Separating ‘racial self-interest’ from racism doesn’t work

Can we ‘cordon off’ the overtly racist attacks and abuse against Europeans which followed Brexit from the demand from immigration control supported by a majority of Leavers – one of the two main motivations (along with ‘sovereignty’) for people to vote Leave? Eric Kaufmann thinks we can regard immigration-restriction as the ‘racial self-interest’ of the ‘white British’ and cites Max Weber to present this as a ‘rational’ attitude. In my new paper, available now in draft form, I accept that ‘instrumental’ can be regarded as distinct from ‘absolute’ racial attitudes, but argue that they both manifest racism.

If we are to examine immigration attitudes in Brexit, we need to start from how the issue was weaponised, not only by Nigel Farage and Leave.EU, but also by the officially recognised Vote Leave campaign led by Boris Johnson, Michael Gove and then Labour MP Gisela Stuart.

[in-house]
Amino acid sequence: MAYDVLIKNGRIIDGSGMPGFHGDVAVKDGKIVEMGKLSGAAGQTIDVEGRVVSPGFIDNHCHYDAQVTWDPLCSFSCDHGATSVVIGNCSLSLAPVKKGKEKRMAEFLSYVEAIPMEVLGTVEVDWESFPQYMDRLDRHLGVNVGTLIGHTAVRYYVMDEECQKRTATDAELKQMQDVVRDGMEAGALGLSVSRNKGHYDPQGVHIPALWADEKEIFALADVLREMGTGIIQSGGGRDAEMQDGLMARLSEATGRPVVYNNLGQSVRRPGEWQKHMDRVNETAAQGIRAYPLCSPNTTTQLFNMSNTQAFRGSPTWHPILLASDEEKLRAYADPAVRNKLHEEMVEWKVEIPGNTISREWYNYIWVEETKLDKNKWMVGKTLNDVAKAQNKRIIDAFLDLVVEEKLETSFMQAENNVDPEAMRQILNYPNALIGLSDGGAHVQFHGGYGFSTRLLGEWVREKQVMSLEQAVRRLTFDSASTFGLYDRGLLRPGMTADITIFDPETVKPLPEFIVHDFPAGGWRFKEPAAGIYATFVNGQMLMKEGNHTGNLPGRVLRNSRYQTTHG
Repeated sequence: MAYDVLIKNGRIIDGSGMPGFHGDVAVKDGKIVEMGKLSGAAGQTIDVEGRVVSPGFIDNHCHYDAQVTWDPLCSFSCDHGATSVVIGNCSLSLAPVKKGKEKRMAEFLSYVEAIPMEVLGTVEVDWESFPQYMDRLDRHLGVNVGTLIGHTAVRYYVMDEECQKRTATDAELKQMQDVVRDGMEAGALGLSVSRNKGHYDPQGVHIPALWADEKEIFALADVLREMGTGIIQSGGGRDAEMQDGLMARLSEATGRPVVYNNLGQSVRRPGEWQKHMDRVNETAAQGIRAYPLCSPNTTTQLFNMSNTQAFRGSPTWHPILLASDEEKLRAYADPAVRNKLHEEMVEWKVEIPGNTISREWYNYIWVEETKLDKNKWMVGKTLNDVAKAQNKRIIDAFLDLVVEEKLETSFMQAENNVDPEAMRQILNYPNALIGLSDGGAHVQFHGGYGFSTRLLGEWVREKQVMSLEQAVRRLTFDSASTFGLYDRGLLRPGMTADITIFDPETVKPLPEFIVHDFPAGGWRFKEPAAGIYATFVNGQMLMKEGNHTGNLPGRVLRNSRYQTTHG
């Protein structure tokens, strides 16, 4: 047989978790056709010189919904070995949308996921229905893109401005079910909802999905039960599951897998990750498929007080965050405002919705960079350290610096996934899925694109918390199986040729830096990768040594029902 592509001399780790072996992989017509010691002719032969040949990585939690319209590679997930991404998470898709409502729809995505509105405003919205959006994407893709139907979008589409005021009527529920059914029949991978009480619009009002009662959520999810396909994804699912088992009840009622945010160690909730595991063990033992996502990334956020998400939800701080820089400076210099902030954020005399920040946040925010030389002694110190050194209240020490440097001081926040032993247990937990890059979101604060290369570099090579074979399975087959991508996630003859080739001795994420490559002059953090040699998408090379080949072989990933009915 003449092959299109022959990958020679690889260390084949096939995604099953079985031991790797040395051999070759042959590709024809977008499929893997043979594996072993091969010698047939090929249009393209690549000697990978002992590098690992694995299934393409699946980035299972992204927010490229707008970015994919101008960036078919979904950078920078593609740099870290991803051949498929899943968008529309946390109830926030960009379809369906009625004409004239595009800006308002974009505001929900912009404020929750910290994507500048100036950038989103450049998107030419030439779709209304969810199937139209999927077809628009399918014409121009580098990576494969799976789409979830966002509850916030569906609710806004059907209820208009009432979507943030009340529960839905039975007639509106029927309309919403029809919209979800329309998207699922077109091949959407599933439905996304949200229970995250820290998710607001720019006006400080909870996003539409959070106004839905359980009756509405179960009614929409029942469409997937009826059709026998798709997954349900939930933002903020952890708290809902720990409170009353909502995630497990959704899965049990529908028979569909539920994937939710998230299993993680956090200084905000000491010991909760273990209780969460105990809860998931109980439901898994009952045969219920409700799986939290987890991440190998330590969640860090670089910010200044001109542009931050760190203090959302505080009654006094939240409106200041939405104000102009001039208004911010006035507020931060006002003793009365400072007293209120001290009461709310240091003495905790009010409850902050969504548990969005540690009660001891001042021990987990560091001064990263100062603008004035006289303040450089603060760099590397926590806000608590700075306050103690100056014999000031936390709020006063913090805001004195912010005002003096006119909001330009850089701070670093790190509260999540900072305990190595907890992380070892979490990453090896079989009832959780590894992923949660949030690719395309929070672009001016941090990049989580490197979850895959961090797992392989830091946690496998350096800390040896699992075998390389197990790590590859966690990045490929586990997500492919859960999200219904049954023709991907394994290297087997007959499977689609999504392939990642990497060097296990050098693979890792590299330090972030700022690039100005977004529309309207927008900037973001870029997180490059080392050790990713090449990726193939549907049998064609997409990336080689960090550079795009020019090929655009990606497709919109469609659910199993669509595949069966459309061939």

I argue that Vote Leave engaged in strategic racism; through a discussion of its TV and Facebook propaganda I show how ‘instrumental’ and ‘absolute’ racist tropes were combined, and through a discussion of voters’ attitudes, I argue that it would be difficult to disentangle ‘instrumental’ and ‘absolute’ racial positions. Ironically an ‘instrumental’ racism of a different kind is clearly distinguishable mainly in the choices of Vote Leave’s leaders. (It will be interesting to see how far Channel 4’s drama, Brexit: The Uncivil War, focusing on Vote Leave’s strategist Dominic Cummings, who I refer to a lot, confronts these issues when it airs this week.)

I argue that Weber’s methodology as a whole points us in the direction of seeing racism as a general, structural concept, and I analyse Vote Leave’s strategy and propaganda as an adaptation to structural dilemmas of political racism in Britain since Enoch Powell.

Readers who are interested mainly in Vote Leave may find the shorter summary published on openDemocracy more accessible.

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